You are a student at Pomona College and you have been asked to write a critical review. Never mind the fact that you have probably never encountered such a thing, you just so happen to have a million and one other things to do. Fear not, this worksheet will get you through it.
What is a Critical Review?
A critical review, sometimes referred to as a critical book review, is a summary and analysis of the information and argument of a text in light of your own personal opinions. Those personal opinions, however, should be informed by what you have learned in class through readings, lectures, and discussions, along with any guidelines your professor may set.
How do I Write a Critical Review?
So, you have the prompt in one hand and this worksheet in another. Let’s get this critical review underway.
Step 1. Reread
To begin, you need to reread the material that you are supposed to review. How can you effectively critique a text that you can’t remember? Reread, my friend.
Step 2. Identifying Key Information
In order to sift through the mass of information that many readings are riddled with it is helpful to ask yourself a few framing questions.
- Who is the author’s intended audience?
- What major questions did the text address?
- What is the core issue?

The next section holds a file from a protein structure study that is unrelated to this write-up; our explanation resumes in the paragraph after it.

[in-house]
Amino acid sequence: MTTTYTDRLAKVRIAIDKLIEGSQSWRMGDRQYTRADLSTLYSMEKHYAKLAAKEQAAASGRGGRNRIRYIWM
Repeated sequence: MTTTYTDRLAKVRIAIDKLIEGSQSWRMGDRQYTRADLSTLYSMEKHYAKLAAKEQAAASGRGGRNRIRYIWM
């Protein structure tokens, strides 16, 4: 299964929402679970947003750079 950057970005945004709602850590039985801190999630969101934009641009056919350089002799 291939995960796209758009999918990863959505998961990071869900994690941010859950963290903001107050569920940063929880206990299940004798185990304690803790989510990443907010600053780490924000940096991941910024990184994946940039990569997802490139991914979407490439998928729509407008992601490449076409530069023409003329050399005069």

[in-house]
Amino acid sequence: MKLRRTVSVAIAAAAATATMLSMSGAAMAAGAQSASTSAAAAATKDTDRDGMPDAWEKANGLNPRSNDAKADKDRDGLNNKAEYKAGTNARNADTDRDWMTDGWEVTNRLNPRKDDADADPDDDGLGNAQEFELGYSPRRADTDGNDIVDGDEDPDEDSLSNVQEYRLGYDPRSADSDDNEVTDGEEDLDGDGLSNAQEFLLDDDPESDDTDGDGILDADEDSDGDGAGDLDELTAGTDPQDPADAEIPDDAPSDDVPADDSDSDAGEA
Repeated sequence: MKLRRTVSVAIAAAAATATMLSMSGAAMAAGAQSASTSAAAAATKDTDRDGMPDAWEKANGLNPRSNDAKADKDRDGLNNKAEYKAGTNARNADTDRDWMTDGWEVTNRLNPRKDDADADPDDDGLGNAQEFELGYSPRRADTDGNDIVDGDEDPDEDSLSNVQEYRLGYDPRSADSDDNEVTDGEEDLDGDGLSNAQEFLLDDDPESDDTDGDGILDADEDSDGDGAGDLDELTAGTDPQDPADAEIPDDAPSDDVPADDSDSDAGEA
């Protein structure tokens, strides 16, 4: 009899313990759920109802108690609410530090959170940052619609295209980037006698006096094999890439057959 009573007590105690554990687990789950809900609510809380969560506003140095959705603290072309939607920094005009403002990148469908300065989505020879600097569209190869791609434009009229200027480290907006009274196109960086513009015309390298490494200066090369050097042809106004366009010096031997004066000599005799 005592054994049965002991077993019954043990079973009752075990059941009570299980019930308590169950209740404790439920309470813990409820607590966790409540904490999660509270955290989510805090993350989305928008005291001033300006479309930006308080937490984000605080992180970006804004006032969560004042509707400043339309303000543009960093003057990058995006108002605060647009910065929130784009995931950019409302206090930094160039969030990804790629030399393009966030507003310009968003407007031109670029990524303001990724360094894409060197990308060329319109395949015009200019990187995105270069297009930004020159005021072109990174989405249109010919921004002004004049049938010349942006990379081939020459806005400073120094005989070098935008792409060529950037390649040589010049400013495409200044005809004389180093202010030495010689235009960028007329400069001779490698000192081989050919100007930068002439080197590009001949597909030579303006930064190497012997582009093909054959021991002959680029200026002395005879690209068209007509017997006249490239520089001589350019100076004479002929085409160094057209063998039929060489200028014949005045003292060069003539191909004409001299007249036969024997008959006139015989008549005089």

- How is the text framed? As a gender analysis? Something else?
- How is it organized?
- Is the argument clearly demonstrated?
- What kind of evidence has the author used? Laboratory or clinical research? Surveys? Expert opinions?
- Have they used facts, opinions, both?
- Is their language or perspective neutral or biased?
- Is there an argument against something?
- Is there a bigger picture?
- Is there another way to examine the subject?
- Why does the author speak of or believe in what they do?
- Is the reasoning behind their argument sound?
- What do you know about this topic? Is it different from what the author is saying?
- Why did your teacher assign this reading?
- Summary of the article:
- You personal critique:
- Are there any questions you have concerning this work and the issue it addresses?
- Where might the discussion proceed?
Step 3. A Critical Review is 1/3 summary 2/3 your critique
As you summarize a text within your critical review, your professor is looking to see how well you have discussed important arguments, trends, ideas, and themes in light of your own thoughts and opinions. That means you are not to spend the whole review talking about what the author said and not following up with what you believe, whether you agree or not.
Remember, college writing insists that you come from behind the author and speak up for yourself.
Your critical review need not be a comprehensive report on the whole text, it just has to discuss a few main issues that you may have agreed, disagreed, or partially agreed/disagreed on.
Now that you have got a few guidelines on how to right a critical review, you can expect to have a solid paper. Remember, you are engaging in a conversation with the author of a text, don’t let the conversation become the author’s monologue!